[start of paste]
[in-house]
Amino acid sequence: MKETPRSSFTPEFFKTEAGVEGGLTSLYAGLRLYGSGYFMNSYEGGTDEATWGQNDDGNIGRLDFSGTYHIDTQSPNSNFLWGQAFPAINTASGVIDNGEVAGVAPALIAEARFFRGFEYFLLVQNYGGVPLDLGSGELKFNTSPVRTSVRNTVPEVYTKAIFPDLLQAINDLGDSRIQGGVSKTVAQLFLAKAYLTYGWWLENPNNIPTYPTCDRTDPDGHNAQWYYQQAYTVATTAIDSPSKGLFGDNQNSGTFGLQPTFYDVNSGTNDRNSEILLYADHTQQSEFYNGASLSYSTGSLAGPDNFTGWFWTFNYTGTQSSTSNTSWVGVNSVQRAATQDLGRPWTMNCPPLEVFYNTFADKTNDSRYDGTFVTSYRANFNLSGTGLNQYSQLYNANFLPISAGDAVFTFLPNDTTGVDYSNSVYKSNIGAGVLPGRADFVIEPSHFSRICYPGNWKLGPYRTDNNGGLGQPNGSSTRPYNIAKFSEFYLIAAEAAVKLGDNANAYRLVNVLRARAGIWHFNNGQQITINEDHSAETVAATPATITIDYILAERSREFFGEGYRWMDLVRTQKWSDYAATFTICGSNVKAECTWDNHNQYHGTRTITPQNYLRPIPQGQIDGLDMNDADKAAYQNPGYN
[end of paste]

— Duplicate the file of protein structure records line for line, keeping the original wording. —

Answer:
[in-house]
Amino acid sequence: MKETPRSSFTPEFFKTEAGVEGGLTSLYAGLRLYGSGYFMNSYEGGTDEATWGQNDDGNIGRLDFSGTYHIDTQSPNSNFLWGQAFPAINTASGVIDNGEVAGVAPALIAEARFFRGFEYFLLVQNYGGVPLDLGSGELKFNTSPVRTSVRNTVPEVYTKAIFPDLLQAINDLGDSRIQGGVSKTVAQLFLAKAYLTYGWWLENPNNIPTYPTCDRTDPDGHNAQWYYQQAYTVATTAIDSPSKGLFGDNQNSGTFGLQPTFYDVNSGTNDRNSEILLYADHTQQSEFYNGASLSYSTGSLAGPDNFTGWFWTFNYTGTQSSTSNTSWVGVNSVQRAATQDLGRPWTMNCPPLEVFYNTFADKTNDSRYDGTFVTSYRANFNLSGTGLNQYSQLYNANFLPISAGDAVFTFLPNDTTGVDYSNSVYKSNIGAGVLPGRADFVIEPSHFSRICYPGNWKLGPYRTDNNGGLGQPNGSSTRPYNIAKFSEFYLIAAEAAVKLGDNANAYRLVNVLRARAGIWHFNNGQQITINEDHSAETVAATPATITIDYILAERSREFFGEGYRWMDLVRTQKWSDYAATFTICGSNVKAECTWDNHNQYHGTRTITPQNYLRPIPQGQIDGLDMNDADKAAYQNPGYN